Thus, I (tentatively) believe that even our logical conclusions are only relevant by way of the emotional weight they acquire somehow in the process of considering alternatives and decision-making. And it therefore seems very likely to me that decision-making is functionally an emotional process. We humans are better at it because we can use our logical conclusions in the form of additional emotional inputs that can indirectly provide very valuable information unavailable to most other organisms - but those emotions are often inadequate (especially in highly emotional situations or in highly emotional minds) to overcome the emotions from our other sources.

Anyway, I'll be back.

Margaret

ToddStark
March 9th, 2006, 02:42 PM
Fred,

I'm sorry if I added confusion to the discussion for you. I was just thinking that the biological concepts of self and self-interest are very different than the folk psychological and commonplace concepts. Evolutionary biology in particular is not based on the notion of the individual organism as much as the gene. Survival and reproduction have certain connotations for us that are very different from those in some aspects of biology.

I don't know that Margaret was making the same point, I was just trying to link the discussion back to biology. This is after all an evolutionary biology forum, and the problems raised by altruism and self-sacrifice are central to sociobiology and evolutionary biology in all their forms.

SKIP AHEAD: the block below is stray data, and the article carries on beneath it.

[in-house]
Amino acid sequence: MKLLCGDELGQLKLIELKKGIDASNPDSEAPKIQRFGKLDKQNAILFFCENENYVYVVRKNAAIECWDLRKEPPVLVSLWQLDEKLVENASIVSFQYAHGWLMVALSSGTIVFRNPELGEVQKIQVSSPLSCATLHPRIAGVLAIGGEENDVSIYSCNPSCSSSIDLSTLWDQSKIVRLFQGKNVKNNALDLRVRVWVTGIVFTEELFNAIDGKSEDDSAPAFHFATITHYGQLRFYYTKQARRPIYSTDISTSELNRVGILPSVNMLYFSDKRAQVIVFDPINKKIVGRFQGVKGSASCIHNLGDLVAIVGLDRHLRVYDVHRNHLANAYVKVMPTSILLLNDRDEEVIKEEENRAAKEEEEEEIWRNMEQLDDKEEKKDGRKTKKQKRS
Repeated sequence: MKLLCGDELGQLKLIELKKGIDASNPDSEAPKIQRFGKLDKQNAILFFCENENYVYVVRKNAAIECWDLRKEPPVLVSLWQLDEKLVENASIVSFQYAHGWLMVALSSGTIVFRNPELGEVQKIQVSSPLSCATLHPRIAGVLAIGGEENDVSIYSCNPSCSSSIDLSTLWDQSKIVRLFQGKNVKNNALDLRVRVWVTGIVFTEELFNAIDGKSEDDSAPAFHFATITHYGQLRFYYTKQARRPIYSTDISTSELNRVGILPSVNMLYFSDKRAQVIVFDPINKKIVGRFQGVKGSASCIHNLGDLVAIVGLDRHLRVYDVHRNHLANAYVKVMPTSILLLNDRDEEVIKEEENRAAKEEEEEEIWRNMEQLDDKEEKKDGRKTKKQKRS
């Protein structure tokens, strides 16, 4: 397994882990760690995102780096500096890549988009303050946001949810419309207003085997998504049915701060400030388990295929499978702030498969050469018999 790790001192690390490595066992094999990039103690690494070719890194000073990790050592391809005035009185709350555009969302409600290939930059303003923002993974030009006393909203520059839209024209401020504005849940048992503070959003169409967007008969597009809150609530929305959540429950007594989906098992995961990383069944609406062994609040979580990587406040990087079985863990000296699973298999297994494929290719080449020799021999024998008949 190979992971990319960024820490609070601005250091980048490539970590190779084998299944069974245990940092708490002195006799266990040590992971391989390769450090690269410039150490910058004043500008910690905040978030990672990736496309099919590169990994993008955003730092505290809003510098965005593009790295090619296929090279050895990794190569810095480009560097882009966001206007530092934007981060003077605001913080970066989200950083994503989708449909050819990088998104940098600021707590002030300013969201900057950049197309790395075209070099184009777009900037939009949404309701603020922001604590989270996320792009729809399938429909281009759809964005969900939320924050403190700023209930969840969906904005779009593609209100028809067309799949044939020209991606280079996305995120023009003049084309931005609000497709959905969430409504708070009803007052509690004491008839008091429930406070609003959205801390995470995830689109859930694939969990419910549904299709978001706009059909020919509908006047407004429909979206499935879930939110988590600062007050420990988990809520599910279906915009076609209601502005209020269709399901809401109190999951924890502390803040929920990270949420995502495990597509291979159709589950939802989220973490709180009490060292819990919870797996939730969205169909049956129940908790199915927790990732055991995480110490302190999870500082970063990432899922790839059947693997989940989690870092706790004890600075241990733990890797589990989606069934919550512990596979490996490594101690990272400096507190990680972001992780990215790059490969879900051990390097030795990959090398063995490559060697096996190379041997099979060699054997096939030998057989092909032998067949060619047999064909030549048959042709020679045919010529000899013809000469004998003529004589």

I appreciate your frustration.

Todd

Fred H.
March 9th, 2006, 05:08 PM
MM: What I am most interested in testing, is the underlying question: Can our intellect affect our decision-making directly (can our recognition of a logical solution go directly into our decision-making outputs), or must a logical solution be negotiated by way of its emotional markers (Damasio, LeDoux) - along with our other emotions produced by our dispositions, instincts and the emotional markers of our memories and beliefs. I'd love to hear any suggestions for testing this question (or sorting these things out) from you or anyone else here.
OK MM, I’ve the test that’ll prove this one way or the other—

The next time the Lottery gets up into the hundreds of millions, and your subconscious emotional and motivational mechanisms are directing you to run down to the 7-11 and convert your paycheck into Lottery tickets, take a moment and review the statistics showing how dreadful your odds are—if you still find yourself buying Lottery tickets, then you’ll have proven that I’m wrong about all this, that the subcortical mechanisms trump intellect.

OTH, if your intellect’s comprehension of the statistics, a kind of objective truth, results in LeDoux’s downward causation, wherein your intellect effectively modifies your emotional and motivational systems, and you don’t find yourself buying Lottery tickets, then that proves that LeDoux and I were right after all, that you do indeed have some free will.

(However, if your asking whether a decision can ever be made without any emotional input whatsoever, the answer is probably not—without input from the subcortical systems, we’d not even be conscious. It seems that our intellect, the cognitive part of the mental trilogy, impacts our behavior (choices) primarily by modifying/conditioning our emotional and motivational mechanisms. One of the reasons I know that my intellect (free will) is having at least some impact on my own behavior is b/c I don’t buy lottery tickets; and also b/c I don’t have extramarital sex, unlike TomJ.)

Margaret McGhee
March 9th, 2006, 05:50 PM